It can be tough, especially in Saratoga when Maggie works enormously long hours. It can be tough on the girls as well because I have to be at the barn in the morning and the races in the afternoon. They go to Faith’s House, which is an amazing Belmont Child Care Association school and playgroup. There’s nothing I enjoy more than when I’m finished at the barn in the morning, to go pick them up and take them racing. They love going racing in Saratoga. I think it’s mainly due to the popcorn and lemonade.

We try not to push horses on the girls at all because it would be very easy for them to be totally swamped with a father who trains and a mother who is incredibly active in the media. They do have a little pony called Snickers who they enjoy going to see, but it’s nothing that we actively push upon them.

Obviously I’m enormously proud of my wife. She has become one of the very best around the world at what she does and she deserves all the applause that she gets because her results speak for themselves.

What is your favorite racetrack? I’m guessing Saratoga, but maybe not?

It’s York, actually. I was born and raised in Yorkshire and the May and August meeting at York are two extremely special meetings for me. I really look forward to maybe one day having a horse run at York. It would be a homecoming for me.

I have a number of favorite tracks around the world. During the Flying Start program, I thought that Randwick was just the most spectacular place to go racing in Australia. There were always huge crowds of young, enthusiastic people.

I’m a huge jumps racing fan too. Maggie and I try to go to Cheltenham during the March festival whenever we can. There’s no better racing atmosphere in my opinion anywhere on earth.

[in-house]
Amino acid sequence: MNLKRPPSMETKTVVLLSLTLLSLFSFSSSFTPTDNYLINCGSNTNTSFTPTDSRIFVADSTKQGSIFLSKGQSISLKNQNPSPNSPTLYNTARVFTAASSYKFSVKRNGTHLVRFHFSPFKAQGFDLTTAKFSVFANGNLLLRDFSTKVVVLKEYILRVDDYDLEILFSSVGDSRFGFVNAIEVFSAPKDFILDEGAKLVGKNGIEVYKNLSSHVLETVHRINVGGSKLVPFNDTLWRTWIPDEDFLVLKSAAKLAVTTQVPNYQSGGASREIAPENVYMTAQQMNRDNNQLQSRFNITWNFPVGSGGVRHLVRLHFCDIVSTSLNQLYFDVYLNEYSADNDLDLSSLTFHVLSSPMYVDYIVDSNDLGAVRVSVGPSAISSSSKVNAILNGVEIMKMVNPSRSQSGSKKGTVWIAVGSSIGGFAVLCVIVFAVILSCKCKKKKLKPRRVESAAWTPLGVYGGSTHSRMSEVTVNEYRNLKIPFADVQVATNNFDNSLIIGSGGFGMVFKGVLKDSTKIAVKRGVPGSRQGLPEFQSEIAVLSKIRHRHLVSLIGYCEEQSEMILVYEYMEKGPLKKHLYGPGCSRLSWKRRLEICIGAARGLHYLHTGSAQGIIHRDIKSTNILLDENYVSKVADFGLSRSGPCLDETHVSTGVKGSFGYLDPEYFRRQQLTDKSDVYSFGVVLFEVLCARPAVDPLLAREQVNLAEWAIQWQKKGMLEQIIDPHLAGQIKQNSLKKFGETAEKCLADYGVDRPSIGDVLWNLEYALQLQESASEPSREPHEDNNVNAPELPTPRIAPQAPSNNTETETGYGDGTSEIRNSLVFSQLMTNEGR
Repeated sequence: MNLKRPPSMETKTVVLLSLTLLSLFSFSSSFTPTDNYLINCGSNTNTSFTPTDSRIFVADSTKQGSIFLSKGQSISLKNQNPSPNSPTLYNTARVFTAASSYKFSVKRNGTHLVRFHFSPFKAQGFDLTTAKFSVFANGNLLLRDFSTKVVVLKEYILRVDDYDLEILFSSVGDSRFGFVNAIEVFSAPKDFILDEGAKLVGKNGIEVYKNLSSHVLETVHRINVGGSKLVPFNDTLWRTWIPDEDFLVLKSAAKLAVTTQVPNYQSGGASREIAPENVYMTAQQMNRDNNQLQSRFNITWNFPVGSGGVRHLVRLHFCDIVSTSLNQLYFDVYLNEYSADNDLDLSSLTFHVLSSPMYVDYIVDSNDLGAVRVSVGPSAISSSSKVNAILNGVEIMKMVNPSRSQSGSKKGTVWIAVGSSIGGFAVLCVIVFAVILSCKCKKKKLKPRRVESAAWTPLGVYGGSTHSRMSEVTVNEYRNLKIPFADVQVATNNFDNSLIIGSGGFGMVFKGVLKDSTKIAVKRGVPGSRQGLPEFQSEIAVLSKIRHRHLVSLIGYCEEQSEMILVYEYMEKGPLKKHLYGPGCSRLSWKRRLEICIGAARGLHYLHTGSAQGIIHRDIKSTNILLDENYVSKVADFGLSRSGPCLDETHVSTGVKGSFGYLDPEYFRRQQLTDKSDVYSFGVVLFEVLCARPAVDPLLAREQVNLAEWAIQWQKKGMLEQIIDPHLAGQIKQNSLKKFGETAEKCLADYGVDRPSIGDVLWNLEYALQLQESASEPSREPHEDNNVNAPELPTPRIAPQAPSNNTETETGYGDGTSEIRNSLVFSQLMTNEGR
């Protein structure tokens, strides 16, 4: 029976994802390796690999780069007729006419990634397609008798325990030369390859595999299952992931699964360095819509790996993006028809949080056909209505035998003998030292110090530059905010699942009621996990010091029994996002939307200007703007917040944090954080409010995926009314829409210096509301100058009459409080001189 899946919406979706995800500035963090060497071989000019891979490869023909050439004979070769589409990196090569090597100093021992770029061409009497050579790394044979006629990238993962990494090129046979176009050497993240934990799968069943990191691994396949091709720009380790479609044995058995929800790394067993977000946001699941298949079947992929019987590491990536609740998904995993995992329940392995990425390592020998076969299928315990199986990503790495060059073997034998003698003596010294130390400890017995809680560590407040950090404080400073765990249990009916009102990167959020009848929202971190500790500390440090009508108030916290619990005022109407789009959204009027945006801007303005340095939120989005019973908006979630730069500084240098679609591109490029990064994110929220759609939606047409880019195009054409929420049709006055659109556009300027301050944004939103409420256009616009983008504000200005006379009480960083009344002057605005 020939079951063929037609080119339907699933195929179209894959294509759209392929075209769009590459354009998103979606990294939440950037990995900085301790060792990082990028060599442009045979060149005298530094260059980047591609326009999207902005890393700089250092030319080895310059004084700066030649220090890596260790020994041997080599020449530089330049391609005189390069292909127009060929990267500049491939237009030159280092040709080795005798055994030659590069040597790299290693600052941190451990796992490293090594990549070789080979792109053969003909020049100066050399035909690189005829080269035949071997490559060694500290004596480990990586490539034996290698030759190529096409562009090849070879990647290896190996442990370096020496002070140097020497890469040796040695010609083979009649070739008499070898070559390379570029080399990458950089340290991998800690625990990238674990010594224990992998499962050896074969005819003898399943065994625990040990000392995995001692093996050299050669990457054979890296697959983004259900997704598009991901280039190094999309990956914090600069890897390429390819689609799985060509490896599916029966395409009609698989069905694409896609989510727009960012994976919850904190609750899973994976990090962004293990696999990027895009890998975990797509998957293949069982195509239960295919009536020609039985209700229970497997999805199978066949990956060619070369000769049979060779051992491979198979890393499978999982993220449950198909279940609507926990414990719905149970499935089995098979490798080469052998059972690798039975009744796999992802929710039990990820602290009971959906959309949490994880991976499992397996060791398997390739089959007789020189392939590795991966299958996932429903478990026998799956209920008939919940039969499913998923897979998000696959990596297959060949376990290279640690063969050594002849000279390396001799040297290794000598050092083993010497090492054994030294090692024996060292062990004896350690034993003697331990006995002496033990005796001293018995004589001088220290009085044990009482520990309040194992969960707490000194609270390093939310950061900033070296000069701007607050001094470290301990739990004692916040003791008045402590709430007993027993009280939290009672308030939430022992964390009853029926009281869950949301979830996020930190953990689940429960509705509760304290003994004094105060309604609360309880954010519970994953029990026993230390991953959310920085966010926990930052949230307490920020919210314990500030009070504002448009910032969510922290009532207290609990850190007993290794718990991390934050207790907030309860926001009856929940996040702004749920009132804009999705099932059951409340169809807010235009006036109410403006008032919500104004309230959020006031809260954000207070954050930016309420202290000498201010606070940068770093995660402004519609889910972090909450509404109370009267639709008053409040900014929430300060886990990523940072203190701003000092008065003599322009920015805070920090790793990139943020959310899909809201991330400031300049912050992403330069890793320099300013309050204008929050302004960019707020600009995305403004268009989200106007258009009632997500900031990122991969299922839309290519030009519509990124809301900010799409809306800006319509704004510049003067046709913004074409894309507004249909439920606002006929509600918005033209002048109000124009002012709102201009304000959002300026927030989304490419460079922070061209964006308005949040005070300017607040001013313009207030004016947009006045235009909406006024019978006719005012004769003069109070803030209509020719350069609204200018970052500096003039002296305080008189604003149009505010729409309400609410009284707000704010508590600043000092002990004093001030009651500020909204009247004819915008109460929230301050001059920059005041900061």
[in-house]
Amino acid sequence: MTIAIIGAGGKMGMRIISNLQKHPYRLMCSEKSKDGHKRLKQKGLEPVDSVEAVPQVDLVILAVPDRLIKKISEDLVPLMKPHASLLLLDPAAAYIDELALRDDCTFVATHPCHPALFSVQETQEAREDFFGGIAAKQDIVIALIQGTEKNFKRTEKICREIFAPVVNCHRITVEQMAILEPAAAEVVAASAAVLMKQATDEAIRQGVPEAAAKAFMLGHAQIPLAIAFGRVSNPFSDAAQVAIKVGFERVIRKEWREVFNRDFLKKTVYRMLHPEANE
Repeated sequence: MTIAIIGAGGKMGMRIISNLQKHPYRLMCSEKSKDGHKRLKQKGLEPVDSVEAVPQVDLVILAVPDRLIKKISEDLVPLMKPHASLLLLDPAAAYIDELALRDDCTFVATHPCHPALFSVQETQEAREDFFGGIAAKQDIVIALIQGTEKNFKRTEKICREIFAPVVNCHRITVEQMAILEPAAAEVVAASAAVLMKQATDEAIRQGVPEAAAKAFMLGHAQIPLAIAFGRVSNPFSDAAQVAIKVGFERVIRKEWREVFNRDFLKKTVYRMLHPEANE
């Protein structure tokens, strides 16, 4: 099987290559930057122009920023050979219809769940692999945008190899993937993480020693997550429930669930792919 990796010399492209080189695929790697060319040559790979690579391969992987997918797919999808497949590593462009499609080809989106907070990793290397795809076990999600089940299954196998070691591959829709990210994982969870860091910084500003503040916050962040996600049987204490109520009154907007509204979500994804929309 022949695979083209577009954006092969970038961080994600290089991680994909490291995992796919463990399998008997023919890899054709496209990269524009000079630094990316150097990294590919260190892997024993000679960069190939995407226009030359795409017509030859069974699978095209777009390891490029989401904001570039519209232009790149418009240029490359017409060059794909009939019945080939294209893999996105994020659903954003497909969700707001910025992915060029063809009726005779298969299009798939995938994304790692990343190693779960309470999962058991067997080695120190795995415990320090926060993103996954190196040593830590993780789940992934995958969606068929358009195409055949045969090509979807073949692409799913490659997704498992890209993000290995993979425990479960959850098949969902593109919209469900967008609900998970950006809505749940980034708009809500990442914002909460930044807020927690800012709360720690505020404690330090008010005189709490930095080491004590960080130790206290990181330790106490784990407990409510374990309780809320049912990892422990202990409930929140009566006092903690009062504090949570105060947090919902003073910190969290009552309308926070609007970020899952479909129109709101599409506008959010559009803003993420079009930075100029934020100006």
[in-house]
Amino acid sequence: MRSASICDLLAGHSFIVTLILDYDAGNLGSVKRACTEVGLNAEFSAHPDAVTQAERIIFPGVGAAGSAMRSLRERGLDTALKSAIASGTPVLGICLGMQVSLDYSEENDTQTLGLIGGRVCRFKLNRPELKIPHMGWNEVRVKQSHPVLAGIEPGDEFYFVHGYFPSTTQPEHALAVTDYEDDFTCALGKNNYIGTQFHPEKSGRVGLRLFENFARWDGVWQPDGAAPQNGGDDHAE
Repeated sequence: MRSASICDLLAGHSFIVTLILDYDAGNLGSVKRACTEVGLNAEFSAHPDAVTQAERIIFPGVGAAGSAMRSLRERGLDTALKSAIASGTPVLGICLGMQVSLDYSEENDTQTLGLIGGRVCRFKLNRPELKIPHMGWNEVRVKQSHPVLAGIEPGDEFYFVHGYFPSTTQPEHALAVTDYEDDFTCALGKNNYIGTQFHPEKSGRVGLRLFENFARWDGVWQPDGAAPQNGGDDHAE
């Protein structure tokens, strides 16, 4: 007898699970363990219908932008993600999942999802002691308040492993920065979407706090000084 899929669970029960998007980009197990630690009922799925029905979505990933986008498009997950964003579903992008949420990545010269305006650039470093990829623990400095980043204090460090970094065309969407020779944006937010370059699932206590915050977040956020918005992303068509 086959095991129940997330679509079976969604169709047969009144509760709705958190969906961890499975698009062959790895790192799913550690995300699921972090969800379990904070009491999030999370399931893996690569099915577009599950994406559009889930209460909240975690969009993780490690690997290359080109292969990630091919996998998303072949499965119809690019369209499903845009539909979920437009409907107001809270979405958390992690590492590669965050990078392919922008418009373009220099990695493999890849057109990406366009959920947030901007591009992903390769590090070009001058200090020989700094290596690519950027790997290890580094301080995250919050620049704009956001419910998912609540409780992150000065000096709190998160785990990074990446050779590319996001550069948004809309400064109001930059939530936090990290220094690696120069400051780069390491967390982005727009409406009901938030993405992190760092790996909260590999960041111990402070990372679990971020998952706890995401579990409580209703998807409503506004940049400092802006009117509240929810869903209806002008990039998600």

I do love going to Saratoga, but it’s hard to call it my favorite because it is when we are under the most pressure. I don’t think I can really enjoy it for what it is because it is such an important part of our year.

Who is your favorite horse that you’ve trained?

You never forget your first winner. I’ll never forget the feeling of standing on the outside rail at Aqueduct as a field of maiden claiming $25,000 New York-breds were coming down the lane and Treblemaker cleared from the rest. He was in my barn for a while and then went on to Finger Lakes, but eventually came back to us as a pony for a while. He will always be special for us.

The first really good horse that I was lucky enough to train was Haveyougoneaway (Congrats). She seemed to really thrive in our program. She was my first stakes winner, my first graded stakes winner, my first Grade I winner and my first Breeders’ Cup horse. At our house I have a photograph of her taken by Barbara Livingston from the day after the Ballerina. She was an extremely talented, very sweet filly. She will always hold a very special place in my heart.

Do you have any up-and-coming horses in your barn that we should know about?

I’m really looking forward to our group of 2-year-olds this year. We have an Arrogate colt that we bought at the Keeneland Sale for a lot of money coming to us. Steven Roco has bought an Upstart filly and an Into Mischief that are both training very well in Florida.

With the turf season coming up soon, it’s going to be exciting to get some horses back like Dynadrive (Temple City), who won the Lure S. in Saratoga last year. His half-brother Tell Your Daddy (Scat Daddy), who won the GII Bernard Baruch H. in Saratoga the year before for us, is back breezing now in Florida. It’s going to be fun having the brothers back here for turf season. I’m kind of dreading the idea that they might have to run against each other at some point. It would make an unbelievably cool story, but I’d like to try and keep them separate.

Click here for more from our ‘Earning Their Stripes’ series.